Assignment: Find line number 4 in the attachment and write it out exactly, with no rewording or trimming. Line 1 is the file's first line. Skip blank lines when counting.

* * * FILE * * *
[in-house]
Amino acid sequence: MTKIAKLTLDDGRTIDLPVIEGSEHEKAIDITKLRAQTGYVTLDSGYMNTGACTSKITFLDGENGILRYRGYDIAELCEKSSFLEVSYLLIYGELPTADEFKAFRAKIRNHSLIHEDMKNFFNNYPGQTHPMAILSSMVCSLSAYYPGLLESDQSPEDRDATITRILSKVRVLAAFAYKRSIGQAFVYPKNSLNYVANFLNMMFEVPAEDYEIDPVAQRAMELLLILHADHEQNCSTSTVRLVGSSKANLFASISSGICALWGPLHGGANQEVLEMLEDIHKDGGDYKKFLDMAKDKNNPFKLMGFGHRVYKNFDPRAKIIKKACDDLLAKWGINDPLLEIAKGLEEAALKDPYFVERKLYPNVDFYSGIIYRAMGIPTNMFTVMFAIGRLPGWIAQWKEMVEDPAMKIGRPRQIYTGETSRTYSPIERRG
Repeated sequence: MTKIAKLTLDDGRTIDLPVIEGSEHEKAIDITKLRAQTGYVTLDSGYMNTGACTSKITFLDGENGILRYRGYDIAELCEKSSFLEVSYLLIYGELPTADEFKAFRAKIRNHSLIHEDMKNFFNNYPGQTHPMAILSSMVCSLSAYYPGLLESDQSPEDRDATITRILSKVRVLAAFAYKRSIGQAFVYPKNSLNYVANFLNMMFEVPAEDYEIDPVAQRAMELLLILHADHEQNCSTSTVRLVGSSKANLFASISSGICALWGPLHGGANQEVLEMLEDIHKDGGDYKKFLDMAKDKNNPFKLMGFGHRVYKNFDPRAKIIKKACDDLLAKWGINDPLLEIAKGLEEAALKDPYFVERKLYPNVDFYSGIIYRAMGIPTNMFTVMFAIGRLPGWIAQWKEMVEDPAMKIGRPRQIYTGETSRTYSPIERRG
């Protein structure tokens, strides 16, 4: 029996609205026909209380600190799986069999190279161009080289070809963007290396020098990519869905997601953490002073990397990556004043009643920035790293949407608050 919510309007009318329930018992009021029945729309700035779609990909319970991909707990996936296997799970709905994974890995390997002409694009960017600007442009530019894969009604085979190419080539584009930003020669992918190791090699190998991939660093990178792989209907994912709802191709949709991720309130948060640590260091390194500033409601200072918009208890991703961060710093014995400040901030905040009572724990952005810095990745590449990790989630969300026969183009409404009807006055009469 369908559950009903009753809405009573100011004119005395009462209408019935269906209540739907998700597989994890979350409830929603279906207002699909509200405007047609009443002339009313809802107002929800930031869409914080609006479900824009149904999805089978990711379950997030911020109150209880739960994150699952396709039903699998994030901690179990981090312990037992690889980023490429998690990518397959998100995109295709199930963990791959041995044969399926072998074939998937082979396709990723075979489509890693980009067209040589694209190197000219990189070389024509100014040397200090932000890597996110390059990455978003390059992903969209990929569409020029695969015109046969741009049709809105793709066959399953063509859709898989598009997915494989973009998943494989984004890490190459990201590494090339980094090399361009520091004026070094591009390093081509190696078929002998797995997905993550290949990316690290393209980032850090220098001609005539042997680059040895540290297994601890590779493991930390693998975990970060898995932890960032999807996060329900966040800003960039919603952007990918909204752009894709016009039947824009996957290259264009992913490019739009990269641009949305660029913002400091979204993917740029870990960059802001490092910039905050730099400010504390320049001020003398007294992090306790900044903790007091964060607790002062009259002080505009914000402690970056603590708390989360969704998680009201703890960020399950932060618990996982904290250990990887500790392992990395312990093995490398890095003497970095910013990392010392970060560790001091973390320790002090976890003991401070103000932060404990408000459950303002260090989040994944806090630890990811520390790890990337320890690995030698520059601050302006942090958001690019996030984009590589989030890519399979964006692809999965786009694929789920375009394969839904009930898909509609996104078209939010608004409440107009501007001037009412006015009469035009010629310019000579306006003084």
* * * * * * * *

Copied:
């Protein structure tokens, strides 16, 4: 029996609205026909209380600190799986069999190279161009080289070809963007290396020098990519869905997601953490002073990397990556004043009643920035790293949407608050 919510309007009318329930018992009021029945729309700035779609990909319970991909707990996936296997799970709905994974890995390997002409694009960017600007442009530019894969009604085979190419080539584009930003020669992918190791090699190998991939660093990178792989209907994912709802191709949709991720309130948060640590260091390194500033409601200072918009208890991703961060710093014995400040901030905040009572724990952005810095990745590449990790989630969300026969183009409404009807006055009469 369908559950009903009753809405009573100011004119005395009462209408019935269906209540739907998700597989994890979350409830929603279906207002699909509200405007047609009443002339009313809802107002929800930031869409914080609006479900824009149904999805089978990711379950997030911020109150209880739960994150699952396709039903699998994030901690179990981090312990037992690889980023490429998690990518397959998100995109295709199930963990791959041995044969399926072998074939998937082979396709990723075979489509890693980009067209040589694209190197000219990189070389024509100014040397200090932000890597996110390059990455978003390059992903969209990929569409020029695969015109046969741009049709809105793709066959399953063509859709898989598009997915494989973009998943494989984004890490190459990201590494090339980094090399361009520091004026070094591009390093081509190696078929002998797995997905993550290949990316690290393209980032850090220098001609005539042997680059040895540290297994601890590779493991930390693998975990970060898995932890960032999807996060329900966040800003960039919603952007990918909204752009894709016009039947824009996957290259264009992913490019739009990269641009949305660029913002400091979204993917740029870990960059802001490092910039905050730099400010504390320049001020003398007294992090306790900044903790007091964060607790002062009259002080505009914000402690970056603590708390989360969704998680009201703890960020399950932060618990996982904290250990990887500790392992990395312990093995490398890095003497970095910013990392010392970060560790001091973390320790002090976890003991401070103000932060404990408000459950303002260090989040994944806090630890990811520390790890990337320890690995030698520059601050302006942090958001690019996030984009590589989030890519399979964006692809999965786009694929789920375009394969839904009930898909509609996104078209939010608004409440107009501007001037009412006015009469035009010629310019000579306006003084």